Auto retailers are making significant investments in technology to enable consumers to do most -- and someday, all -- of a vehicle purchase online.
Dealers who lag behind must catch up or face a fate similar to that of independent bookstores in the era of Amazon, industry experts say. But they add that catching up is possible.
"It's like any technological advancements. You'll have the pioneers who'll go out there and draft the technology," said David Kain, president of Kain Automotive in Lexington, Ky. Kain Automotive provides digital marketing, sales training and consulting to dealers. But, he added, "What has historically happened is the smaller dealers and the midsize dealers are able to catch up."
Kain said 10 to 20 percent of dealers have software that enables them to do a car transaction electronically up to delivery, when state laws often require documents be signed.
Consumers, though, are mixed in their views of online sales. In a survey of consumers conducted for Automotive News, 80 percent of respondents -- excluding those who said they were at the dealership for service, not to buy -- said that "some, but not most" of the purchase process could have been done online.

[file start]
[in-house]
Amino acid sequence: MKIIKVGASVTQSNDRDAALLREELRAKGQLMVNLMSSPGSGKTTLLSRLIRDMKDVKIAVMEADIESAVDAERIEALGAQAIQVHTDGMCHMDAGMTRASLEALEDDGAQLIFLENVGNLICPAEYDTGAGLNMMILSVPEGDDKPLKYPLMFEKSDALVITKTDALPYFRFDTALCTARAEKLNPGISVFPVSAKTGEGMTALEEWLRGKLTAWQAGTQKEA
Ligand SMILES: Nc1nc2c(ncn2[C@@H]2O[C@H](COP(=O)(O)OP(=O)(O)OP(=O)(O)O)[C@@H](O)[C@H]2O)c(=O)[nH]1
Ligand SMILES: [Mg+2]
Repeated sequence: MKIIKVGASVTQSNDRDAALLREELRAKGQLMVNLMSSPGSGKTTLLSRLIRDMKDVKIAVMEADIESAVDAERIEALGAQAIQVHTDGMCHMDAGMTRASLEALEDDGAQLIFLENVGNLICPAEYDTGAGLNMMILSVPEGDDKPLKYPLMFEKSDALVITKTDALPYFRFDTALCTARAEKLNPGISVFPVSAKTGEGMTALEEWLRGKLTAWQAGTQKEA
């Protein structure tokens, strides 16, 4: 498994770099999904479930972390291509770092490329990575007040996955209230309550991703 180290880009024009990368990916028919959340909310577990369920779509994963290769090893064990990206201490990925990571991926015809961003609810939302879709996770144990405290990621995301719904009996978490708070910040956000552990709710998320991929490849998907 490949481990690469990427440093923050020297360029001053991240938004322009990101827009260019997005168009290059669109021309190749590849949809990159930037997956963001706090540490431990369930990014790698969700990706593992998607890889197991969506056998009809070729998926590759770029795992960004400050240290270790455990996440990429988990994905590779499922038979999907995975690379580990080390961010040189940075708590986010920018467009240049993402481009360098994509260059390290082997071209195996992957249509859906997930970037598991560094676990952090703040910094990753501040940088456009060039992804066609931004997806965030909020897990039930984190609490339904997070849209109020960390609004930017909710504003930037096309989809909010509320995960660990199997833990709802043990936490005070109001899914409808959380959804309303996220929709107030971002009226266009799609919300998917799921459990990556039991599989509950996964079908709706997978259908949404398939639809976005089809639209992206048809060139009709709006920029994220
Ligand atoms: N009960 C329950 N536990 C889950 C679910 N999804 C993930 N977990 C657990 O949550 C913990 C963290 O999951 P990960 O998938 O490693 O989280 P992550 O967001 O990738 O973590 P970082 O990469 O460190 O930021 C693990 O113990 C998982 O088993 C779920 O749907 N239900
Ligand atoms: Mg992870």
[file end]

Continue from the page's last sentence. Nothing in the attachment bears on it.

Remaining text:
Some dealers believe that doing a car transaction completely online is far off because of the many steps involved: valuing a trade-in, arranging financing and complying with regulations. There's also a fear that finance and insurance profits would fall without an employee pitching products to customers face to face, Kain said.
Years or months away?
"But the studies we've seen show that consumers will actually buy more F&I products using iPads in a dealership on their own than a finance manager can sell them," Kain said.
Some manufacturers are developing digital sales technology. Toyota is "aggressively" working on it, said Ryan Hensley, CFO of Bill Penney Toyota in Huntsville, Ala. Hensley wants that technology, but worries about the cost. He believes it is "years down the road" before full online transactions are commonplace.